“Progress is a myth.” That is a central thesis in the work of John Gray, one of Britain’s leading philosophers. John Gray was the speaker at an ELP Leadership Update on February 12th. He is the author of about thirty books and hundreds of articles. Straw dogs, False dawn and Seven types of atheism are a few of his books. Gray was a professor at the London School of Economics and currently is an internationally acclaimed speaker and writer.
Gray likes to debunk popular myths by pointing at historical events and standing on the shoulders of aeons of philosophy before him. “Philosophy is the attempt to find good reasons for conventional beliefs”, he writes.
An important theme in his work is that “the universe is not evolving towards a higher level” as many humanists think. “Natural selection is a purposeless process.” He admits that there is progress in science and technology but says that belief in progress in politics or ethics is a superstition. “History was a series of cycles, with no overall meaning.” The chief lesson of history in his view is that nothing is ever learnt for long. “What is gained in one generation, may be lost in the next.” Humanism, he says, is a religion and a doctrine of salvation “for evangelical atheists”, a continuation of monotheism. “The good life is not found in dreams of progress, but in coping with tragic contingencies.”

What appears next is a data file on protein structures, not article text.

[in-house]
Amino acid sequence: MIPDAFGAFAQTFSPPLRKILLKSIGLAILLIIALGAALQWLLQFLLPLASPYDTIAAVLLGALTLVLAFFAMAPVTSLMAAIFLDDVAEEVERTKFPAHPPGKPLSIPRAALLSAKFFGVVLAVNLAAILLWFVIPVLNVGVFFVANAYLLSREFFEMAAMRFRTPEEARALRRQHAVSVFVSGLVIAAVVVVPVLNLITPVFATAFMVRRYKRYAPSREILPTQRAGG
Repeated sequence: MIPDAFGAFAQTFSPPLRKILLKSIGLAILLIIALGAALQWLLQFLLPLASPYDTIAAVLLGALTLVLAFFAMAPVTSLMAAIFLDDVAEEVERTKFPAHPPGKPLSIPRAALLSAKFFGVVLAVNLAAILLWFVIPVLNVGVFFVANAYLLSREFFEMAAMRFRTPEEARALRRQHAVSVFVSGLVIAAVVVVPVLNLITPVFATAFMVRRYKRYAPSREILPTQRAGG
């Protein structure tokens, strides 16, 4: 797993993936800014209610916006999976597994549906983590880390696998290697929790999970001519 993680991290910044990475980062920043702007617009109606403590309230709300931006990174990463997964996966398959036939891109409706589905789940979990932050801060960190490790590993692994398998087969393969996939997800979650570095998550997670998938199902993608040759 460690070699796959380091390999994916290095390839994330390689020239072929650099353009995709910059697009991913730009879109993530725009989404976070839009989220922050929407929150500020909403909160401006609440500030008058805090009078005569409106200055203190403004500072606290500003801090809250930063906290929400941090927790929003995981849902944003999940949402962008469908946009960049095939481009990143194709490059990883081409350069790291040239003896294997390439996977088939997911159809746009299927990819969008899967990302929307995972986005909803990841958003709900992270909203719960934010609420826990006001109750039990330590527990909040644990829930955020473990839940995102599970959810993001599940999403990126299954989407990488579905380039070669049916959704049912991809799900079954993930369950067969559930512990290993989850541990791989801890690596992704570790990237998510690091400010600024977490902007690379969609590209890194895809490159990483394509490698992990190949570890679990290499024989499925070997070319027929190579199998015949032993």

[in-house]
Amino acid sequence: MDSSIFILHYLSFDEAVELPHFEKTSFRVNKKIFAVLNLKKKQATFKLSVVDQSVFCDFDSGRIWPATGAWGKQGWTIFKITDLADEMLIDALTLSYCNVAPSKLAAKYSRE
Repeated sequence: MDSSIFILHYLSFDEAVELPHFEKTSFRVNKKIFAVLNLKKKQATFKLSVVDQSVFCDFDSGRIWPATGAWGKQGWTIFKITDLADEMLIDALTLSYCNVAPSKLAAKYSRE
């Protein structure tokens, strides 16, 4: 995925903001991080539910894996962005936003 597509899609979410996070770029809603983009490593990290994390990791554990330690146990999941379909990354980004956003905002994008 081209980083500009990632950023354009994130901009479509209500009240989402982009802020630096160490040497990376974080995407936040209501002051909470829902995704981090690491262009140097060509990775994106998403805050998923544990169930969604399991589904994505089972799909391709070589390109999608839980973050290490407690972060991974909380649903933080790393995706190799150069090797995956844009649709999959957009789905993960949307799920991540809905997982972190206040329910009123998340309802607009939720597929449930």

A second theme of John Gray is the social cost of free markets. “The central dilemma of public policy today is how to reconcile the imperatives of deregulated markets with enduring human needs.” If markets are more free, social cohesion will go down, he says. As a consequence families fall apart and civic virtues are demolished. “Its social costs are such that it cannot for long be legitimated in any democracy,” he writes about laissez-faire markets. “The economy should serve the needs of society, not society the imperatives of the market.” The neglect of social cost is intolerable. “Maximal productivity achieved at the cost of social desolation and human misery is an anomalous and dangerous social ideal.”
“The free market cannot last in an age in which economic security for the majority of people is being reduced by the world economy. The regime of laissez-faire is bound to trigger counter-movements which reject its constraints. Such movements – whether populist and xenophobic, fundamentalist or neo-communist – can achieve few of their goals; but they can still rattle to pieces the brittle structures that support global laissez-faire.”
Even worse is that bad capitalism tends to drive out good capitalism. The worst system wins. “Sovereign states are waging a war of competitive deregulation, forced on them by the global free market. A mechanism of downwards harmonization is already in operation. In this contest the socially dislocated American free market possesses powerful advantages.” “The social market economies of Europe and Asia are at a systemic disadvantage.”